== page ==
What older women should know about breast cancer
Think when you are beyond menopause your risk of breast cancer declines?
Think again. “Actually, the rate goes up significantly every decade,”
says oncologist David Chan, MD.
But there’s good news. Detection gets easier as you age, according
to Chan. And the cancer older women get tends to be less fatal. “We
give pre-cancerous conditions three grades: low, intermediate and high.
Studies are finding that older women skew toward the low and intermediate
types and often do not develop breast cancer," Chan explains. "And
if they do, they may not need surgery. Several hospitals are studying
the effects of not operating on these patients and finding them in very
good health. Torrance Memorial is one of them. Older women commonly have
what’s called estrogen receptor positive cancer. But for those whose
cancer is relatively small and not involving lymph nodes, a lumpectomy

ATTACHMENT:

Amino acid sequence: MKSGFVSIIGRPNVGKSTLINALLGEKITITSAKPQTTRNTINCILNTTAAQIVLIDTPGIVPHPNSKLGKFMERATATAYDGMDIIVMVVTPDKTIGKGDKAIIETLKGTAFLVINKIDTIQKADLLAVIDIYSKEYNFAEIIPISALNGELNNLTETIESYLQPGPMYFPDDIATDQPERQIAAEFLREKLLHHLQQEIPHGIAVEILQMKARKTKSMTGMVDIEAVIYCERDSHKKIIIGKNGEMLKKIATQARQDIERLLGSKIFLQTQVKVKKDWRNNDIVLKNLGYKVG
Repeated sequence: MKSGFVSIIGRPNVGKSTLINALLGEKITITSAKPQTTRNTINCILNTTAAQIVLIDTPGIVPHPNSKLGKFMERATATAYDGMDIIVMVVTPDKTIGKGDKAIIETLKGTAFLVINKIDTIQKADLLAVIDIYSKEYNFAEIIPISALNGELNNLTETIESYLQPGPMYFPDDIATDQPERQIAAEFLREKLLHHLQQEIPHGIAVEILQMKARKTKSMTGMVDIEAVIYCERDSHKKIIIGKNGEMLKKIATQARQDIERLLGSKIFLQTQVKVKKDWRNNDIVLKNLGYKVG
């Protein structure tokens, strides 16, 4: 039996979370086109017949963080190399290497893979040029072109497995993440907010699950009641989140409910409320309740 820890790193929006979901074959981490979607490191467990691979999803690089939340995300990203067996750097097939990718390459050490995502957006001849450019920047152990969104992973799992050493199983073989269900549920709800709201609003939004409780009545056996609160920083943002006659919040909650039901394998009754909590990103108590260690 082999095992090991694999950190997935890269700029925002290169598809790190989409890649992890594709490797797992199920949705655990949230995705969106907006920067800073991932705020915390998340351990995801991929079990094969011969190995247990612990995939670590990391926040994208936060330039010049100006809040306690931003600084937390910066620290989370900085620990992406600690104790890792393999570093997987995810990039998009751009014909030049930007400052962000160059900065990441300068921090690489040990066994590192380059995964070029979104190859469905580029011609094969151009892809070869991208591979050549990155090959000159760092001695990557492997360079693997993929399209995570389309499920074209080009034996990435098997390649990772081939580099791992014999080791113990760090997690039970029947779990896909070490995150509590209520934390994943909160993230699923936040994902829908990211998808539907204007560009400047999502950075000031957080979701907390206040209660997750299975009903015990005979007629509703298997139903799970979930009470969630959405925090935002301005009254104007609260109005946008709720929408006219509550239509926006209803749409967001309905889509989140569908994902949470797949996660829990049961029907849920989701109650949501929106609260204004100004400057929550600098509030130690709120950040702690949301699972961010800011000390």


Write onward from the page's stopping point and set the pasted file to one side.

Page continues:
and anti-estrogen medication is sufficient—no radiation or chemotherapy.
This is why regular mammograms (every one or two years) throughout life
“During a regular checkup, we always do a breast examination and
review family history,” says Ricardo Huete, MD, an OB/GYN with Torrance
Memorial Physicians Network. Normally the first baseline mammogram is
at the age of 40.
“There is a lot of misinformation about hormone therapy and the risk
of breast cancer and cardiovascular disease to the point that [it] has
become very controversial to continue the use of hormones beyond menopause,”
Huete says. “However, studies have shown the benefit of the use
of HRT early into menopause. The use of ‘natural’ or ‘bio-identical’
hormones has supported this. Women are living so much longer that HRT
becomes extremely important to maintain a healthy and productive lives.
On the gynecological side, we are the gateway to early detection, and
we emphasize that so strongly—even for patients who no longer have
a uterus. You still have breasts and ovaries, and you need to come in
for your exams.”
Chan believes there needs to be more emphasis on lifestyle changes that
might prevent breast cancer. “Everyone knows you shouldn’t
smoke, but many don’t understand the cancer implication of obesity
and a sedentary lifestyle. Exercise and being more aware of our body size
can prevent most cancers.”
For more information or to make an appointment contact Ricardo E. Huete,
MD, OBGYN at 310-543-5448 and David Chan, MD, Oncology at 310-750-3300.